Heeled shoes are verboten, though. They damage the greens, which each cost in excess of R1 million to establish.
Carter is a friendly, enthusiastic coach and we are soon going through the basics, beginning with the bowls themselves.
To the sport’s adherents what follows will be old hat, but newcomers may be surprised to learn bowls are far from being perfectly round spheres.
They are somewhat flattened at opposite ends and by varying amounts. This causes the bowl to roll away to the left or right, depending on how it is held or “delivered”.
The bowler must compensate for this “bias”, as it is known.
Carter says this variable gives the game much of its flavour. It would be “boring” if the bowls simply rolled straight.
Apart from up to six different degrees of bias, depending on the make, bowls come in nine sizes. The idea is to find one that fits your hand comfortably.
Then it’s about down to planting your leading foot on a small rubber mat and stepping forward into a crouch.
While this is happening, the arm swings down pendulum fashion, releasing the bowl in a fluid, unforced motion.
Easier said than done, of course. And thinking about it too much doesn’t help.
Inevitably, comparisons must be drawn with golf.
Both games are fundamentally simple.
Small white balls
With golf you try to hit a small white ball into a small hole with a club. With lawn bowls you try to get as close as you can with your bowl to a small white ball (the jack) on the other side of the green.
But the devil’s in the details.
Posture, grip, orientation of the body and a bunch of other things must be right if you are to deliver consistently to a precise point.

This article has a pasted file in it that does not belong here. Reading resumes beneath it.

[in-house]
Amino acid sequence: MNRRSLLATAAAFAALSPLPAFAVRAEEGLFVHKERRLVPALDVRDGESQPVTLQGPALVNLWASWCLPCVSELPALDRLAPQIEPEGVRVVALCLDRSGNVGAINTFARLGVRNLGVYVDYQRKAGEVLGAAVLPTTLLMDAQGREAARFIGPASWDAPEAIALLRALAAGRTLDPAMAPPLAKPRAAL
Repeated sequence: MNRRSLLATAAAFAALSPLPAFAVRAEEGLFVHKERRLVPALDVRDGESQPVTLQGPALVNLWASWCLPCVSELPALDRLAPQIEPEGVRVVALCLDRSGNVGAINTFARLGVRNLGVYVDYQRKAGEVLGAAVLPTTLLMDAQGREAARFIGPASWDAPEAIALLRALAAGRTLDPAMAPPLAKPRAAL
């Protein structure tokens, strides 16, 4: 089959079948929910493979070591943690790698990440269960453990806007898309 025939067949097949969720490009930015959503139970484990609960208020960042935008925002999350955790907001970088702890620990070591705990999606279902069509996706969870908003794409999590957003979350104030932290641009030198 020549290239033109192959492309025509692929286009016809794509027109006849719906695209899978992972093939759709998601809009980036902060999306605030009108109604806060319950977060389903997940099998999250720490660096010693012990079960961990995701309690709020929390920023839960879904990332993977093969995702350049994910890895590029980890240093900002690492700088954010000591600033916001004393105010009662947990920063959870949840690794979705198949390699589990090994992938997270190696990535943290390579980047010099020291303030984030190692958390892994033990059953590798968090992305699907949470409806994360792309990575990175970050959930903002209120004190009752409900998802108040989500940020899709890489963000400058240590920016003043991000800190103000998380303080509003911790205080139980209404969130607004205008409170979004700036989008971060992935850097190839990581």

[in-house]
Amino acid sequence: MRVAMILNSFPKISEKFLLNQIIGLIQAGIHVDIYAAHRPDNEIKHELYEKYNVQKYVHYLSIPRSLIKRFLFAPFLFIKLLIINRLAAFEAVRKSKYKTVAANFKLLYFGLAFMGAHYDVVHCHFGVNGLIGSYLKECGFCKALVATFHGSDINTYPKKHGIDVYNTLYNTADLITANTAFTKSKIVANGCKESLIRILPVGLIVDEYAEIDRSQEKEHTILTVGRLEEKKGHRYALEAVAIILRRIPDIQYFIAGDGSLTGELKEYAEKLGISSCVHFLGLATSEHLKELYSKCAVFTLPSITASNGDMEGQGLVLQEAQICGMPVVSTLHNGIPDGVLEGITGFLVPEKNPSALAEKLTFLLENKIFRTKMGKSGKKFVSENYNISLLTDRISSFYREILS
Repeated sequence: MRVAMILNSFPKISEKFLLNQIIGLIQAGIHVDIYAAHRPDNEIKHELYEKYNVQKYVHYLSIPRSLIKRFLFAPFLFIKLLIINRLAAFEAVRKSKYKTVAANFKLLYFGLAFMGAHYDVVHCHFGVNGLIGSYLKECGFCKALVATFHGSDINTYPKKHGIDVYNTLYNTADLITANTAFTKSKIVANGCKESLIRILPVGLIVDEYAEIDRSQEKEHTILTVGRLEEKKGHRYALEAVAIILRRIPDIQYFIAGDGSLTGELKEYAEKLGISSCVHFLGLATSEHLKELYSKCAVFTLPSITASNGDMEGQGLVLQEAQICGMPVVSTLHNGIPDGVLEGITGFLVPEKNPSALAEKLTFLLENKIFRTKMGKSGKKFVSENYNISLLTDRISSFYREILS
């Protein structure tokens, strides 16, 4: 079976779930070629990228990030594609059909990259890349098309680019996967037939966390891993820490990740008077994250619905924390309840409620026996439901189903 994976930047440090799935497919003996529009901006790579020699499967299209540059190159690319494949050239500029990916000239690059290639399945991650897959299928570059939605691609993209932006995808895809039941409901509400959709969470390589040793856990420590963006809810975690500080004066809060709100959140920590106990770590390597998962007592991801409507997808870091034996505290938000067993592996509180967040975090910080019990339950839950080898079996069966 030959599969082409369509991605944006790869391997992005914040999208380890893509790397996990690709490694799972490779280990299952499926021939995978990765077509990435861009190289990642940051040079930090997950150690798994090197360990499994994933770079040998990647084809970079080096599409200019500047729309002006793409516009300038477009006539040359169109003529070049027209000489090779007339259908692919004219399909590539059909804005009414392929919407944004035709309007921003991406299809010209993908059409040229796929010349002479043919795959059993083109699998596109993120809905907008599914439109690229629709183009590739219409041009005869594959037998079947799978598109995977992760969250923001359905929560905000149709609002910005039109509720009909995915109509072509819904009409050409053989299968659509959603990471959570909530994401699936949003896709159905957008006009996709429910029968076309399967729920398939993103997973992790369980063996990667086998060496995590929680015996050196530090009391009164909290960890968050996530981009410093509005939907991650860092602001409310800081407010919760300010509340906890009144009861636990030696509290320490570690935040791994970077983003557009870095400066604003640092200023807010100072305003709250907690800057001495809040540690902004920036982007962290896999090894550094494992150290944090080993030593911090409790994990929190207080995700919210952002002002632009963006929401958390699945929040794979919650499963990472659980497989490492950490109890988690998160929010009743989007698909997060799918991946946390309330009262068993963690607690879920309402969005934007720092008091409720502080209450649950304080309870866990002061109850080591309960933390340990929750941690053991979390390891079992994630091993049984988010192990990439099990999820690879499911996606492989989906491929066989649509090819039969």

Let’s make no mention of wind and green conditions here, but record that your correspondent was sadly all over the place.
It was fun trying though.
The bowls club often hosts birthdays, team-building and corporate events. At these Carter frequently helps guests get to grips with the sport.
When the Sharks paid a visit last year for team building, Carter was impressed at how place-kicker, Curwin Bosch took to the game.
Kicking a ball over the posts is all about little routines, position, timing and follow-through. So it’s perhaps easy to see why the Super rugby fullback-flyhalf shone on the green.
That Bosch’s grandfather happened to be a bowler, can’t have hurt.
In contrast, Carter says he was tickled to witness Bosch’s teammate, hooker Chiliboy Ralepelle taking a decidedly more robust approach.
Rugby players at this level are professional athletes and typically thrive on competition of any sort. But Ralepelle handled the bowl like a shot put – and a featherweight one at that.
The Springbok front-rower was soon apologizing politely for the damage he was doing to the green.
Regardless of your strength or talent – inherited or otherwise – Carter reckons bowls is for everyone.
“We’ll make a bowler of you yet,” he even assured this duffer.
Once the basics are acquired, it’s time to play with other bowlers, in singles, doubles, trips or fours combinations.
This brings a whole lot of tactics into the reckoning plus the fun of playing a team sport.
It’s beyond the scope of this report to go further into the rules and mechanics of the sport. But if you are keen to have a go, or perhaps take a break from that beach holiday, call the Umhlanga Bowling Club at 061 644 9438.
All are welcome to join games at the bowls club on Tuesdays, Thursdays or Saturdays, with social and sponsored competitions including prizes during the month.